The Statens Serum Institut reports bird flu has been detected in a Danish harbor seal. The seal was found dead on a beach on Southwest Funen in September 2021 and examined at the Center for Diagnostics at Technical University of Denmark (DTU) as part of the disease monitoring of fallen game.
The seal was emaciated with pronounced skin changes on large parts of the body of uncertain significance and cause. Influenza virus was detected in the lung, but otherwise no other disease-causing organisms could be detected that could explain why the seal was dead.
The Center for Diagnostics at DTU has stated that they have examined 29 harbor seals and 15 gray seals in 2021, of which only this one was positive for influenza virus.
Upon further investigation at the Danish Veterinary Consortium, the virus turned out to be highly pathogenic avian influenza virus of the subtype H5N8.
The detected virus is closely related to the viruses that have been the cause of bird flu outbreaks in wild birds and domestic poultry since the autumn of 2020, both here and in the rest of Europe.
Seals are known to be susceptible to avian influenza virus.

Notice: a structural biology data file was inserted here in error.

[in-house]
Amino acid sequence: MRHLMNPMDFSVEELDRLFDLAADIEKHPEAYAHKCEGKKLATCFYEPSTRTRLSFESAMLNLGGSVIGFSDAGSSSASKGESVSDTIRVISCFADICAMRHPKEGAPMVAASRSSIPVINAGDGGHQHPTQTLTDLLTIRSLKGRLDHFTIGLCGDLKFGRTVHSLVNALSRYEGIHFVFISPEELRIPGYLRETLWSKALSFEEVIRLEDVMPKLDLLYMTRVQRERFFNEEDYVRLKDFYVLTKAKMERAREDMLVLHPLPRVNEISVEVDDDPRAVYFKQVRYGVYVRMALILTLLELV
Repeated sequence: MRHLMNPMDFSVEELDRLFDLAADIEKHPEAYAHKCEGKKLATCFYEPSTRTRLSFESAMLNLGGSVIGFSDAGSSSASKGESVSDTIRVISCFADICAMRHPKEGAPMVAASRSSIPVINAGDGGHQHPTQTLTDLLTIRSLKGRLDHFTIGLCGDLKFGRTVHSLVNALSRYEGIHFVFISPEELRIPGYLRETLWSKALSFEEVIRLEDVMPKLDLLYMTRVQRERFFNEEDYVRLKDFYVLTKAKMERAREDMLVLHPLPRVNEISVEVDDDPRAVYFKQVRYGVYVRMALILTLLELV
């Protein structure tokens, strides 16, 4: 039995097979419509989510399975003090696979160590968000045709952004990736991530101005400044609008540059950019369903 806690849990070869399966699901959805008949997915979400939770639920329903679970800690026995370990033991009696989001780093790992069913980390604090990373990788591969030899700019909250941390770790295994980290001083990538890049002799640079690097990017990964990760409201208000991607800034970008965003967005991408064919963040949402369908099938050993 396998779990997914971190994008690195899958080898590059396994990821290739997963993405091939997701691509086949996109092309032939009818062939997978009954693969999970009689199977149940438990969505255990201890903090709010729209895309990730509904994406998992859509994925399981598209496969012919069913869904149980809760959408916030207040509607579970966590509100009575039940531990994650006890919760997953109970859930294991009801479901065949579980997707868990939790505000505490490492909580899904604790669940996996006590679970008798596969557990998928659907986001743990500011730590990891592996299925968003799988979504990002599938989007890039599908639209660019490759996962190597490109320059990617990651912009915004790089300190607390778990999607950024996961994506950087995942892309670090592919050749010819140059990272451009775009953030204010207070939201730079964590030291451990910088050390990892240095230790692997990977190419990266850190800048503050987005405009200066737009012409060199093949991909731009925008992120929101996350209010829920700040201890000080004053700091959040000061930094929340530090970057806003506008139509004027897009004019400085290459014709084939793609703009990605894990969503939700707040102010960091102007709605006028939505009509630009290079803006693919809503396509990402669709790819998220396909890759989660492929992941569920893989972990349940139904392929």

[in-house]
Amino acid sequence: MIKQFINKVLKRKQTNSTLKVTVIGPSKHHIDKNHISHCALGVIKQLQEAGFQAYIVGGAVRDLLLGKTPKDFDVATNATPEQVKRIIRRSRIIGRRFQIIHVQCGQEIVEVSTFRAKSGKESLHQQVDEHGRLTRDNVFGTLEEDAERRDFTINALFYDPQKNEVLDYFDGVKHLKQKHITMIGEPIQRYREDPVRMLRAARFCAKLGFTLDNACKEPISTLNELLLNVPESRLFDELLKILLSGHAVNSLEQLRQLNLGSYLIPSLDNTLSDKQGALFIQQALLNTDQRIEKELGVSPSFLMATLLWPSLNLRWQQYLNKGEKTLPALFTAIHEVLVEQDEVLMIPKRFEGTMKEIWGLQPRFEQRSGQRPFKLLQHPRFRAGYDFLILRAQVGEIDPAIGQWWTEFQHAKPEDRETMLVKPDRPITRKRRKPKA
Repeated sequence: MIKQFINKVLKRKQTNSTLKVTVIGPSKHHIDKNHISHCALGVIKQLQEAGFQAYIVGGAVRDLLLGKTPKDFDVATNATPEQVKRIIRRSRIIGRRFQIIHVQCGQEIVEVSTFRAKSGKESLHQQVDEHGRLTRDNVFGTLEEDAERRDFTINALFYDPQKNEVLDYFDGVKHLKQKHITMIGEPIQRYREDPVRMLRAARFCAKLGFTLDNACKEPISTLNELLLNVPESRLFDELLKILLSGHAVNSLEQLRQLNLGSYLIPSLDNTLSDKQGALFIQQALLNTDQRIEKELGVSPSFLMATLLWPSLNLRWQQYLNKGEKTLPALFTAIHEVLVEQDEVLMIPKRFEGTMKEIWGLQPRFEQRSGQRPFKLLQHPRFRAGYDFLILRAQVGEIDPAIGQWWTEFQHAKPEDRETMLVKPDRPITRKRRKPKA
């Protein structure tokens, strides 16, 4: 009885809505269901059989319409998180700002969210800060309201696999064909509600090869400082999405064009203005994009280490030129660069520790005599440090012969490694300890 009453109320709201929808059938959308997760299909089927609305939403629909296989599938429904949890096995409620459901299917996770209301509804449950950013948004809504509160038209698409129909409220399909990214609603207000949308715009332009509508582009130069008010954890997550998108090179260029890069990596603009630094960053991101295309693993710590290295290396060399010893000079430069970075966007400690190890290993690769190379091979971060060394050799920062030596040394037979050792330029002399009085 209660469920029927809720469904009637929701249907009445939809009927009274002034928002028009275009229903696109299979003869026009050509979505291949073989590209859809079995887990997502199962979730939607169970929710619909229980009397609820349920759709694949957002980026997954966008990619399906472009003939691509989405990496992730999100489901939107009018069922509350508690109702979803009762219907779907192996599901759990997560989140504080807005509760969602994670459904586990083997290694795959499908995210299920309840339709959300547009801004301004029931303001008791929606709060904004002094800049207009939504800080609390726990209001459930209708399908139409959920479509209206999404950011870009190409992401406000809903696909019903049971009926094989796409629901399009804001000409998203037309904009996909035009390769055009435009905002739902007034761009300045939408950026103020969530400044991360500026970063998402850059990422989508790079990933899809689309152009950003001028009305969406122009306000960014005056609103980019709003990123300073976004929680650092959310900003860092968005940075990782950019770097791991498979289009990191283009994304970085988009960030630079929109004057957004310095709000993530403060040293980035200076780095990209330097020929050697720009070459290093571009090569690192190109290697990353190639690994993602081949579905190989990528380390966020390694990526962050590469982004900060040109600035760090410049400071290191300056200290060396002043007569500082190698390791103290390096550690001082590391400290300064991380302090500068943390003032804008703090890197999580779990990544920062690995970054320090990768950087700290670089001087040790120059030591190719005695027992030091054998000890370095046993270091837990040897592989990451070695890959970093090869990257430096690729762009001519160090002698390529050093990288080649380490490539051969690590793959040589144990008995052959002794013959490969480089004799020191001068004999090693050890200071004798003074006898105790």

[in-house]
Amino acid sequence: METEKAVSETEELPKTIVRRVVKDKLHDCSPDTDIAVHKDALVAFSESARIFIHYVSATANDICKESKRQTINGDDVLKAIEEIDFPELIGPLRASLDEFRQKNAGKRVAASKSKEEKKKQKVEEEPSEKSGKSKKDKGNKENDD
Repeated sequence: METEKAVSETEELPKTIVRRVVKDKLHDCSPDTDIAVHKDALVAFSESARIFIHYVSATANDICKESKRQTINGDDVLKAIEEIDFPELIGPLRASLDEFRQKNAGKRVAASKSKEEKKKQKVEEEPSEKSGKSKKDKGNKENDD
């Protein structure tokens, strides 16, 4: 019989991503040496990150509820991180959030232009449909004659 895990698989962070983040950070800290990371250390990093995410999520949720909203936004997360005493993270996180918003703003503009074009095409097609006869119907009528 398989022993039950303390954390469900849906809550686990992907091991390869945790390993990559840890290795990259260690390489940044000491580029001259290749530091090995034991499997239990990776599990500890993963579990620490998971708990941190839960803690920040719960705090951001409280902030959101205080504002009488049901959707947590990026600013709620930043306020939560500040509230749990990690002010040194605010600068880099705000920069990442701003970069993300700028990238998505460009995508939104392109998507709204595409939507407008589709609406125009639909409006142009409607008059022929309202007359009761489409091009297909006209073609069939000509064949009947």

In recent seasons with avian influenza in birds, the discovery of highly pathogenic avian influenza in wild mammals has been increasingly reported. Including seals and wild foxes in northern Europe. These findings have been primarily in animals with neurological symptoms, or who were found dead.
When mammals are infected with viruses from birds, there is a risk that the virus will mutate and adapt to its new host species and mammals in general. The Danish Veterinary Consortium has performed a detailed analysis of the virus genome from the wild seal and found some mutations in the virus that show signs of possible adaptation to mammals, although it was not possible to analyze the full genome due to the quality of the material.